Everything You Need to Know About Migrating to the United States

Immigrating to the United States used to be relatively easy compared to other countries, but things changed in 2016 when the government changed hands. Immigration policies in the US have become stricter, and the overall process of gaining permanent residence officially in the country has become harder than it used to be. Right now, you don’t want to be caught roaming about the streets of any city in the US without legal immigrant papers, as law enforcement and security officials have been empowered to deal ruthlessly with such people. You don’t, however, need to be afraid of immigrating to the US, as there is a way to gain permanent resident status in the country; through legal means.

As is obtainable everywhere there is a law, the only way to peacefully live in the United States permanently as an immigrant is by going through the process obtained by the laws of the land. The first and most important weapon you need in your arsenal in this process is an IMMIGRANT VISA. This is also known as a “green card”.

There are several ways of acquiring a US immigrant visa. These include:

  • via Family Ties.
  • via Potential Employment.
  • via Investment.
  • via other special categories defined in US laws.

These are all legal means of acquiring permanent residency in the United States and you’ll see how you can gain your immigrant visa through them below, but first, you must keep this fact in mind: there is a limited number of visas that can be gotten annually in each category, and there are limits applied to some countries under US laws.

This shouldn’t, however, discourage you from taking that bold step in applying for your immigrant visa. If the limit is reached before your application is approved, you’ll be added to a waitlist, and your application would be processed once there is an available slot.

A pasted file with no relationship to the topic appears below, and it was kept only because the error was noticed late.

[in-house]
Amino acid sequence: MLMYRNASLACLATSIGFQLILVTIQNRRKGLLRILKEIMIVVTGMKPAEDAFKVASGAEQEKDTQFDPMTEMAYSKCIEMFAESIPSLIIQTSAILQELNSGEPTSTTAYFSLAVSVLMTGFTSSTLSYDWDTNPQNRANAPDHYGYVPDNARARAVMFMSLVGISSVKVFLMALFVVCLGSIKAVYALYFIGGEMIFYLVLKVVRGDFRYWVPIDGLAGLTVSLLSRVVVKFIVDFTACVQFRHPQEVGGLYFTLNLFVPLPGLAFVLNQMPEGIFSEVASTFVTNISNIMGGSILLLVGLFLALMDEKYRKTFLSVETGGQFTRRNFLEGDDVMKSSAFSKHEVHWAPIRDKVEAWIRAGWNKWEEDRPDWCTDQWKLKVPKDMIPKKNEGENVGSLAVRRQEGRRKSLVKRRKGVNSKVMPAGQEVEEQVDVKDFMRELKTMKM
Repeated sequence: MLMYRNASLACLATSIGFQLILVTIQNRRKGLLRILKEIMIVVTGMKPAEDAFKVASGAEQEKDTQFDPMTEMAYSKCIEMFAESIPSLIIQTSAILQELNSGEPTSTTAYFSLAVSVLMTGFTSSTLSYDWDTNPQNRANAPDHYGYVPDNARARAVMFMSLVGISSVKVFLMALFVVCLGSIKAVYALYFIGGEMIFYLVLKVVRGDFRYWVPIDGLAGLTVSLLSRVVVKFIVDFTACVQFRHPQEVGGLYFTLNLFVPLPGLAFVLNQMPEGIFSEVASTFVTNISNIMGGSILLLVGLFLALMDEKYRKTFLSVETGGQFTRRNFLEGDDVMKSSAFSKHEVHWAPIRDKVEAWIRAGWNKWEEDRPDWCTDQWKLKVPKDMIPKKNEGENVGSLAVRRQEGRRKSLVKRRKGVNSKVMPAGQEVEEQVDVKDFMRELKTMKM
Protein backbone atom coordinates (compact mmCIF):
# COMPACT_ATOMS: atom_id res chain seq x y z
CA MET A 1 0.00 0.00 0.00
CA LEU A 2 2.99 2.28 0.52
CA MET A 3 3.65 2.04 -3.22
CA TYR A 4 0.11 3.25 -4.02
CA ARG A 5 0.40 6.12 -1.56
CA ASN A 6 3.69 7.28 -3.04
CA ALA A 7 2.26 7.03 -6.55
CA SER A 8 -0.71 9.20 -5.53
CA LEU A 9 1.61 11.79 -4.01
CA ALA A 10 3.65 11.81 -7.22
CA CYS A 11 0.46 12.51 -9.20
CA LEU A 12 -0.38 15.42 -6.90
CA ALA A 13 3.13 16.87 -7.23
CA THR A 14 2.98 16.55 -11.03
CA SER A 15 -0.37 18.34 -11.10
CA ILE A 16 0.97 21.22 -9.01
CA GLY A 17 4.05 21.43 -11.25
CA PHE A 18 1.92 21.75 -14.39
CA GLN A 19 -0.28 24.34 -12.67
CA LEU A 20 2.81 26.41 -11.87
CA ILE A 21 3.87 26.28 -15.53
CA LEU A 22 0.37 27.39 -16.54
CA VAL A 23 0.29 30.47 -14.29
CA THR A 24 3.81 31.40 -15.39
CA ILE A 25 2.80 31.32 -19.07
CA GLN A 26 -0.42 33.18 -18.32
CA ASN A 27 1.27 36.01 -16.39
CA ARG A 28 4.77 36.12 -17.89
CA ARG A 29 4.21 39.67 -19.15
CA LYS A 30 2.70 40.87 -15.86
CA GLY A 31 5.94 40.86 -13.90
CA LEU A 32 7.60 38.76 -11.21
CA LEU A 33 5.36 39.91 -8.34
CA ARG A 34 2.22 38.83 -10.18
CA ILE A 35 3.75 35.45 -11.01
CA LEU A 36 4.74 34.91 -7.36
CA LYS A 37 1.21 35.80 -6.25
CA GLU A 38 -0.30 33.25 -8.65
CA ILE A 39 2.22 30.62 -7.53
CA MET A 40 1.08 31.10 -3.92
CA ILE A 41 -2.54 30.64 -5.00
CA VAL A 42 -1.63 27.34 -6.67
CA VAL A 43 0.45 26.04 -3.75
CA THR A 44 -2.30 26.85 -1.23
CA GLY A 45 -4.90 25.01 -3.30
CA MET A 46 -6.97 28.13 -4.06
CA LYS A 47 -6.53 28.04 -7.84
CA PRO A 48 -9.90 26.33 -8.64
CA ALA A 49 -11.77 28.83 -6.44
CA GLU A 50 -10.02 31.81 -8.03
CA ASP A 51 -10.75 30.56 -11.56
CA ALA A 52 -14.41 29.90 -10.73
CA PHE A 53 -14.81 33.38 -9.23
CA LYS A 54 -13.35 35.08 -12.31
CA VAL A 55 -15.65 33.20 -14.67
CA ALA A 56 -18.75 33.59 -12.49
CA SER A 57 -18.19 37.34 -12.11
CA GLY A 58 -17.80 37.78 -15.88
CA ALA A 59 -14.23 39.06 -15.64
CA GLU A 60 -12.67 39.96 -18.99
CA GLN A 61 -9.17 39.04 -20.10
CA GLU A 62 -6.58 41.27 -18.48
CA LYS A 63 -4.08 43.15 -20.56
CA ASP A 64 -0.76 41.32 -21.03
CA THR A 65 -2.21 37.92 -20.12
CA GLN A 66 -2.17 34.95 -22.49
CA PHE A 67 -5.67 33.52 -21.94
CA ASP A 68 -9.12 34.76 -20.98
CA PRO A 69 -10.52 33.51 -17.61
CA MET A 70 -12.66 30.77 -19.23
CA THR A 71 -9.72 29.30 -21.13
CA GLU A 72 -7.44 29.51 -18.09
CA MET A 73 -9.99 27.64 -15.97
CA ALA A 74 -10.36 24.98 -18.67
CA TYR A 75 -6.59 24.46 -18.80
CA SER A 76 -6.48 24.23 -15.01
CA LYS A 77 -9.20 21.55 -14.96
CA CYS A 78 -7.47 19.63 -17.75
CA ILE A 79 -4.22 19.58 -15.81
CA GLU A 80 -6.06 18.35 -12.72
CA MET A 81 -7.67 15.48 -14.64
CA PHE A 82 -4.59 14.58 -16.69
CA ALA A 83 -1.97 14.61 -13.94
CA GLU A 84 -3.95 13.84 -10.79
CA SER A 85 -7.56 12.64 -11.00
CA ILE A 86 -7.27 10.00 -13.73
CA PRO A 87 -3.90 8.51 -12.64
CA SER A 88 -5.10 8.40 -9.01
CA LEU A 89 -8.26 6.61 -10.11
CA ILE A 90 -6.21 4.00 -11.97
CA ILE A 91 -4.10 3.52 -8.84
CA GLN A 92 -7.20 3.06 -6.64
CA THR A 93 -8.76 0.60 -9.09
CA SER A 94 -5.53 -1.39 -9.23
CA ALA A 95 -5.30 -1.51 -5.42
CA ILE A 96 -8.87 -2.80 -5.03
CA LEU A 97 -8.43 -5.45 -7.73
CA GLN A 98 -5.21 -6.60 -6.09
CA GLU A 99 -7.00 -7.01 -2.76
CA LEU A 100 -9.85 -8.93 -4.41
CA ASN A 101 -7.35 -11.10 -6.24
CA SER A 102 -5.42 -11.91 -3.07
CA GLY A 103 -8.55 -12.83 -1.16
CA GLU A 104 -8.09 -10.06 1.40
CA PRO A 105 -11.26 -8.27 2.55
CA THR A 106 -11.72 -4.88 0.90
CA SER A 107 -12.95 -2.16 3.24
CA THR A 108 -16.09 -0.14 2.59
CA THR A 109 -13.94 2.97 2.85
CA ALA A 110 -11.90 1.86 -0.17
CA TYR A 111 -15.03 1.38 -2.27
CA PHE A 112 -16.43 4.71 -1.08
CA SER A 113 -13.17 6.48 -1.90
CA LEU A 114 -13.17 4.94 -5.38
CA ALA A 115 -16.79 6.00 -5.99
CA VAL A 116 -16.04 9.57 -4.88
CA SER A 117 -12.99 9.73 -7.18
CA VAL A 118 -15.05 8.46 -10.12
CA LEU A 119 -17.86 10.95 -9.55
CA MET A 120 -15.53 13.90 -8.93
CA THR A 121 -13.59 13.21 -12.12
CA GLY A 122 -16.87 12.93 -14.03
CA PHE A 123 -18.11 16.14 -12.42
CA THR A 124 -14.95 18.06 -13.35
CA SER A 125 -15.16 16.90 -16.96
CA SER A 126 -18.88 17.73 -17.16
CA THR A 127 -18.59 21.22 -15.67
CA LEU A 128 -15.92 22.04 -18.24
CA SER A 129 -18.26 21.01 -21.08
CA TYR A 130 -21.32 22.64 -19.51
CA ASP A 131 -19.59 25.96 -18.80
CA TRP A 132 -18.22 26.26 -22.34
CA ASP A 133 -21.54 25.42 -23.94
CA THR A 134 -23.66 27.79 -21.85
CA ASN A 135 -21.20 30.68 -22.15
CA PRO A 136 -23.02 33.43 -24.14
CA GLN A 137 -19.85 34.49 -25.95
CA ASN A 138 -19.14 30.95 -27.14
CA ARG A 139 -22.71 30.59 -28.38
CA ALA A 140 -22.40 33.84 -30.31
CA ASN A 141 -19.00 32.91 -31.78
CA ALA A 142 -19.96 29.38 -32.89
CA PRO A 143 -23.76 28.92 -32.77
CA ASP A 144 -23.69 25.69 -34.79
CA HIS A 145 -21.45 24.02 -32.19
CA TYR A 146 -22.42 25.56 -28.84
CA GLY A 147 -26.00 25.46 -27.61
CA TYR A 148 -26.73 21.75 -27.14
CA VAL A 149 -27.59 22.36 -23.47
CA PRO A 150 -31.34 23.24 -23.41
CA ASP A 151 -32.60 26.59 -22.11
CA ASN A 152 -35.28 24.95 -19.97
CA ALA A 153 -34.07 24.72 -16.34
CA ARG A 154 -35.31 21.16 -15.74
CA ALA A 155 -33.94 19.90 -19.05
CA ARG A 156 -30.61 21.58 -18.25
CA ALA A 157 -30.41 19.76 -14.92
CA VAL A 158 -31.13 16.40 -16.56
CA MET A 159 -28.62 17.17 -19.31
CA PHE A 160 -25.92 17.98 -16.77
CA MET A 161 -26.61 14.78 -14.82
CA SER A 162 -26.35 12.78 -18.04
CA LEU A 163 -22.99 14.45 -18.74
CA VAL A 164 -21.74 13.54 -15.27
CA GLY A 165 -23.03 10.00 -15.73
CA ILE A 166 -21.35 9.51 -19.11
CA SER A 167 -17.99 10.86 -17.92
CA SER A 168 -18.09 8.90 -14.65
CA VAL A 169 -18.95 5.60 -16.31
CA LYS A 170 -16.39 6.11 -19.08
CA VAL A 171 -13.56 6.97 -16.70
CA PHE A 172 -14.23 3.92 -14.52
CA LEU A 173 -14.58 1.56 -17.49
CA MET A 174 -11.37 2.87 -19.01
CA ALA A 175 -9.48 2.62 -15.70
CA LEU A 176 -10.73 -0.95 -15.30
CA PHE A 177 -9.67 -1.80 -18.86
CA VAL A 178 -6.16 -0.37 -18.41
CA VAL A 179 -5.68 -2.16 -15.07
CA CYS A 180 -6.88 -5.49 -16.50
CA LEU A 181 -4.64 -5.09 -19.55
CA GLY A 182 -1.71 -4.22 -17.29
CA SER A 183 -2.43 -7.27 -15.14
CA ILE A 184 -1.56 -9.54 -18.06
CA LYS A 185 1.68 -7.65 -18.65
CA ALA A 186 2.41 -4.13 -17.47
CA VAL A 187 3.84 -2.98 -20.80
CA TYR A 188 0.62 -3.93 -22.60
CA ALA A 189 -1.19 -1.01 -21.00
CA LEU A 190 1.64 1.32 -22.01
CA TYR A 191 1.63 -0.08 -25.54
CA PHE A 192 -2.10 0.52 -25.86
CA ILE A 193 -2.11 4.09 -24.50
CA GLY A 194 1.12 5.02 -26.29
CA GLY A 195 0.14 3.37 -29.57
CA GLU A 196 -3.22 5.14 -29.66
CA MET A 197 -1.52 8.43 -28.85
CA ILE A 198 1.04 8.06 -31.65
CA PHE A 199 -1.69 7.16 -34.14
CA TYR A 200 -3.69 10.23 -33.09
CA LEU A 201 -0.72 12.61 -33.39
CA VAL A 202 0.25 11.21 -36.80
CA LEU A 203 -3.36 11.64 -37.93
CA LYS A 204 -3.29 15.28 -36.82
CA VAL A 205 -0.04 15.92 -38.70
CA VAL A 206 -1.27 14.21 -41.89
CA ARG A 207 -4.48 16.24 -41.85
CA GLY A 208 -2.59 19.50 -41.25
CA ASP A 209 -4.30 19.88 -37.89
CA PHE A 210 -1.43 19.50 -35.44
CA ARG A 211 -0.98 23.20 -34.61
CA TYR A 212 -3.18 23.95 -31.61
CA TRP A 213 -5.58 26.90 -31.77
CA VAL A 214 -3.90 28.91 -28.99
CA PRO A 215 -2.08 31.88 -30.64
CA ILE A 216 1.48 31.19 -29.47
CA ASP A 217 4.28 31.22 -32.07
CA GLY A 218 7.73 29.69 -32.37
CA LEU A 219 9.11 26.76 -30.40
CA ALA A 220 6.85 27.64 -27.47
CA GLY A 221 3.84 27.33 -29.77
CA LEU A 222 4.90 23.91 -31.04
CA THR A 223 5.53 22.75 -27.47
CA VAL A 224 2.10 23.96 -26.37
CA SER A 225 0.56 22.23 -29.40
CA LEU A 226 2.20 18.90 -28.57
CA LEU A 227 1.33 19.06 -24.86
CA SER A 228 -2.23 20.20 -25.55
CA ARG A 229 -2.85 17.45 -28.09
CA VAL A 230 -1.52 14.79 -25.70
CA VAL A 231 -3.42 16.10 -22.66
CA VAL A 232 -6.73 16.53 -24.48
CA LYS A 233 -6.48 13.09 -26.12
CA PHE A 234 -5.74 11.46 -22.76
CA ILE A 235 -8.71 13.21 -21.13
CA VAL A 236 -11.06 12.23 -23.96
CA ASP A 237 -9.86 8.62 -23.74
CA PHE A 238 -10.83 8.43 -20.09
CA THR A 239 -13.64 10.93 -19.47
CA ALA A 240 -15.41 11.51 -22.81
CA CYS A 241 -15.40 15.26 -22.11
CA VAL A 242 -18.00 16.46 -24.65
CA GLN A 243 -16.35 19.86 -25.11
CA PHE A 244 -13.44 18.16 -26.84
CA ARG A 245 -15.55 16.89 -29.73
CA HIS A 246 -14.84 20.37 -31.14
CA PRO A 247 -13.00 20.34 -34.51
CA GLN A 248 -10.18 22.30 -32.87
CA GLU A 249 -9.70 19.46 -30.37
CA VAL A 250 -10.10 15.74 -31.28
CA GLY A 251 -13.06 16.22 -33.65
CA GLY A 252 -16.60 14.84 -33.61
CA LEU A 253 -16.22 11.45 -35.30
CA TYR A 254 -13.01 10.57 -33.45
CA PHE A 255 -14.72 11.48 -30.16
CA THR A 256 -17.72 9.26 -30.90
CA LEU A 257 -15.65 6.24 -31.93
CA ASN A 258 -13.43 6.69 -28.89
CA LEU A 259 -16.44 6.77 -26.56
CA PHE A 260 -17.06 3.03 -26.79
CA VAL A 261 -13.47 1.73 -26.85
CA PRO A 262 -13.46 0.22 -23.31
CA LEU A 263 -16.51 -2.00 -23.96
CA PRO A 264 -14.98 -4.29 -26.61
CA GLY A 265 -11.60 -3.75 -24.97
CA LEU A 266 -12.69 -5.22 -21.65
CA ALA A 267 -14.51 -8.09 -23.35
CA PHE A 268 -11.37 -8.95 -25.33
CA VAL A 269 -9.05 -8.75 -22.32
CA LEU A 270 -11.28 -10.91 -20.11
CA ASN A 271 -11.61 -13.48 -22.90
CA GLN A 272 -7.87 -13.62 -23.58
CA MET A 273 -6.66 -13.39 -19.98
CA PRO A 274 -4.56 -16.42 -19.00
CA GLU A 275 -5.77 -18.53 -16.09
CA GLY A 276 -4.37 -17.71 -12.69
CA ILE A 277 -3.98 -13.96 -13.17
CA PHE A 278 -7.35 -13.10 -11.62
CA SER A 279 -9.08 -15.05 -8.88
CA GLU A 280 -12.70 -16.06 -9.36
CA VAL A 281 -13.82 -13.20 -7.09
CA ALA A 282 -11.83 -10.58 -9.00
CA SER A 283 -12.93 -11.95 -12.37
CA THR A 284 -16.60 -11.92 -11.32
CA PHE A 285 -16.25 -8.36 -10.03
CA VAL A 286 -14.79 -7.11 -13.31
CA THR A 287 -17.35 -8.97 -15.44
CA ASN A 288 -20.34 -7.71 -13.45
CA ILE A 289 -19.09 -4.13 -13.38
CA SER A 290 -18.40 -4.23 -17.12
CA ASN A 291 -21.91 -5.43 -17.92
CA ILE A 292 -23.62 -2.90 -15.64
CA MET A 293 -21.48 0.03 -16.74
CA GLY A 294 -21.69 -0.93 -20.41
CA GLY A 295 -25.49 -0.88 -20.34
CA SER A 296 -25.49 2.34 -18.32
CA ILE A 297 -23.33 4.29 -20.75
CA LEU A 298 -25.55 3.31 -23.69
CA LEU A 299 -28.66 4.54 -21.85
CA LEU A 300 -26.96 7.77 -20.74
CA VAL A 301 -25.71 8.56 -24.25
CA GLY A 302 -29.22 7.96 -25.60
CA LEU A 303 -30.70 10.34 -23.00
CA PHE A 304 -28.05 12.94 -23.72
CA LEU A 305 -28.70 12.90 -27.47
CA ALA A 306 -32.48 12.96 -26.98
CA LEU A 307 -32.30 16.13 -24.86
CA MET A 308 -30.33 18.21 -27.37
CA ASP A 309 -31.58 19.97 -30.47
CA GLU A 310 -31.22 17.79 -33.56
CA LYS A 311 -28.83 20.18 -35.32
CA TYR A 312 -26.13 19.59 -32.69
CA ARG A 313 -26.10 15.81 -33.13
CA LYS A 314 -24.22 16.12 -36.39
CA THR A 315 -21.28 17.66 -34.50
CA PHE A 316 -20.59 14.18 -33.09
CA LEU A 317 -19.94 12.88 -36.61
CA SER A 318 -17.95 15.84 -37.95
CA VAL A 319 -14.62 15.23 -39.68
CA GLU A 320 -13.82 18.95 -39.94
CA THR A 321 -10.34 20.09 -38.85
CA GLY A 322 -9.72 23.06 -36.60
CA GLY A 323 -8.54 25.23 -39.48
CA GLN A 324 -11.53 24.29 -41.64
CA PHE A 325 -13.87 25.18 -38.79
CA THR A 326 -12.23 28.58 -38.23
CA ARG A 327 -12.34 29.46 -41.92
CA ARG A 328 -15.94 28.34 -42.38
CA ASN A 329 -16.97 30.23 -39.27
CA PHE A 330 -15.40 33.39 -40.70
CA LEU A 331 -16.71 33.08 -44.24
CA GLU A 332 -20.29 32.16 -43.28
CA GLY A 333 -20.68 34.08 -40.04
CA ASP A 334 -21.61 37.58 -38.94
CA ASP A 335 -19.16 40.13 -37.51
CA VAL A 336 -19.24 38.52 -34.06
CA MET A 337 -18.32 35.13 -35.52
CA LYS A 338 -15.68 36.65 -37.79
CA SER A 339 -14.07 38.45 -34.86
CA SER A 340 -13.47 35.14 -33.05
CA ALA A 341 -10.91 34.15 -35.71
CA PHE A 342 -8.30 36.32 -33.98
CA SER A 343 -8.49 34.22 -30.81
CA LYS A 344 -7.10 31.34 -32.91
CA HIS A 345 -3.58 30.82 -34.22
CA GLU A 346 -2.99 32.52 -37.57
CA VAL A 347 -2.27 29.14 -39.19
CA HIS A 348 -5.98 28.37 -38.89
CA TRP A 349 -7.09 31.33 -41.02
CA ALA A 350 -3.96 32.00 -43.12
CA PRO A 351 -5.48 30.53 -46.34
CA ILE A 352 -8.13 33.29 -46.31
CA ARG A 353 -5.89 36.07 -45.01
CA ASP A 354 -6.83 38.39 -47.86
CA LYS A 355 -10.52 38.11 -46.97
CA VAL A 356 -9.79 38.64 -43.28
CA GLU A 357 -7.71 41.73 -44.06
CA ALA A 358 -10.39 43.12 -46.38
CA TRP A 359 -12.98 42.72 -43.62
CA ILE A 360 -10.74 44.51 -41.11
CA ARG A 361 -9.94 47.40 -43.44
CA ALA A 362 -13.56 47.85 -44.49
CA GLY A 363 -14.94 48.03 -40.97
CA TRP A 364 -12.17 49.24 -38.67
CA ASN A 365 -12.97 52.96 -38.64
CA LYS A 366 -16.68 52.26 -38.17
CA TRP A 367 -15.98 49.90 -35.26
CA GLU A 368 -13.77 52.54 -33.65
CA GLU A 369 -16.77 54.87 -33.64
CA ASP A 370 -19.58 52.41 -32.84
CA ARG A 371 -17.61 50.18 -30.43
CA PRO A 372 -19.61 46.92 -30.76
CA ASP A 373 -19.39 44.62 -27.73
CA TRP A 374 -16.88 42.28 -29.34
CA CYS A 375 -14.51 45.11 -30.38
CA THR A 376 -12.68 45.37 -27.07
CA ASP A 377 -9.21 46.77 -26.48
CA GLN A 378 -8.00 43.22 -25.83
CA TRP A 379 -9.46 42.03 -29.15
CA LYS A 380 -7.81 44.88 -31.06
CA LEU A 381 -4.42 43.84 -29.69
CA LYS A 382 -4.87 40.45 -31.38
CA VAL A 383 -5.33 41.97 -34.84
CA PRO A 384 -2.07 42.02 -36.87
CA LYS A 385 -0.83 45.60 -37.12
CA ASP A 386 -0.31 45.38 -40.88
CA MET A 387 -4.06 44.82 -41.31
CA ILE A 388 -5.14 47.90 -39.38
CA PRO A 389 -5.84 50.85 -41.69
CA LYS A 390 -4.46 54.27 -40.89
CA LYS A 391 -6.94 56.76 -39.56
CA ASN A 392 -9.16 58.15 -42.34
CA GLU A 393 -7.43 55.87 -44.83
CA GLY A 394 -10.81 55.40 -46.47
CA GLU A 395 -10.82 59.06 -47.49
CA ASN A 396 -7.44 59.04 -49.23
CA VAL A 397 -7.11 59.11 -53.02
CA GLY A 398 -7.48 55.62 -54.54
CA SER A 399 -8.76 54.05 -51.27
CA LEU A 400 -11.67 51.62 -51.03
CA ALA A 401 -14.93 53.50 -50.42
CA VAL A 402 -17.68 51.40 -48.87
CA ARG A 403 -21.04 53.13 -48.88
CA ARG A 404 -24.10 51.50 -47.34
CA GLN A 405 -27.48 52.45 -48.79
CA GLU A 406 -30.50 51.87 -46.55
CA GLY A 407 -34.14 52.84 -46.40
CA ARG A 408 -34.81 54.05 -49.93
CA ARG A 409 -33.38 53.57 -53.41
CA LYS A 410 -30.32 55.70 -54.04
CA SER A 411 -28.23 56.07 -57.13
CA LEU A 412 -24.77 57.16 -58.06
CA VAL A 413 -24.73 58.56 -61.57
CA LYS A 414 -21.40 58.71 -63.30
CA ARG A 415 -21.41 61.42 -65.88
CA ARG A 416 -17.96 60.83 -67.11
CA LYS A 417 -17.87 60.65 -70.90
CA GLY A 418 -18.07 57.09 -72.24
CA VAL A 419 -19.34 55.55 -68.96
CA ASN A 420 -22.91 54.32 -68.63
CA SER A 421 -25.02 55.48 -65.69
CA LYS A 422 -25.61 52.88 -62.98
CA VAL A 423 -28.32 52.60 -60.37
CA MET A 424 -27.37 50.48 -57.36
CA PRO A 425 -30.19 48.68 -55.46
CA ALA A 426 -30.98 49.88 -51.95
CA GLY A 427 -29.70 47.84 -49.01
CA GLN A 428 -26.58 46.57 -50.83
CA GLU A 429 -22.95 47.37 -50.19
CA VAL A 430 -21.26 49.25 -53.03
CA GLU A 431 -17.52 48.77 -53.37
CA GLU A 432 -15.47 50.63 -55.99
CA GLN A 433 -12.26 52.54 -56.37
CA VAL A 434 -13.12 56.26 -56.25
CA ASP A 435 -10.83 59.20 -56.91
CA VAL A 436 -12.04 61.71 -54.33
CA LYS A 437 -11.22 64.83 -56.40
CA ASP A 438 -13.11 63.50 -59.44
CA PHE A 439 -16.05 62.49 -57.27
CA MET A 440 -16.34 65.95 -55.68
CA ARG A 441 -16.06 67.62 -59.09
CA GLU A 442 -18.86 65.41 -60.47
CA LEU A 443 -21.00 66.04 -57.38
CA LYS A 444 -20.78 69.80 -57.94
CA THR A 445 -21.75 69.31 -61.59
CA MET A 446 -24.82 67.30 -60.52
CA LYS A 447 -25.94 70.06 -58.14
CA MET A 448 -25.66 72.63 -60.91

That said, let’s look at how you can go about applying for your green card under the various categories.


Under this category, you’re not the one to submit the application for the immigrant visa to the authorities; a qualified individual to which you have certain family ties has to do the application for you. There are two types of qualified individuals who can submit an application on your behalf: a US citizen, or an immigrant who has gained his immigrant visa (green card), and subsequently, permanent residence through these same methods described here.

A US citizen can submit an application for his/her spouse, son, daughter, parent, brother, or sister. On the other hand, an immigrant who is a permanent resident in the US can apply for an immigrant visa on behalf of his/her spouse or single (unmarried) son or daughter.

If you know anyone to whom you are related in the ways described above and is qualified as stated above, they can help you get your immigrant visa by submitting an I-130 Petition for Alien Relative to the office of the US Citizenship and Immigration Services.


This category is meant for skilled workers who are seeking permanent employment in the United States. You would usually go through this process if you’ve successfully gone through the recruitment process of an organization in the US, and have been offered a position in the organization, in which case immigration is the only barrier for you to get started on the job.

Your potential employers can help you get your green card by submitting an I-140 Petition for Alien Worker to the office of the US Citizenship and Immigration Services — the USCIS.

There are some special cases in which a potential employee can apply for an immigrant visa directly. If you fall into this category, you submit the I-140 Petition to the USCIS directly, instead of going through your employers.


This is the US Immigrant Investor Program, also known as the EB-5 visa. It simply means you can get your US green card by investing an amount of between $500,000 and $1M in a US-based business that can employ at least 10 workers.


There are some special immigrant visa programs established under the laws of the United States, to which the application flow for the other categories above do not apply. These include former US government employees from other countries, Iraqi/Afghan Translators and Interpreters, Iraqis and Afghans who were employed by/on behalf of the US government, Religious Workers, and citizens from countries with low rates of immigration to the US (under the annual US diversity immigration program).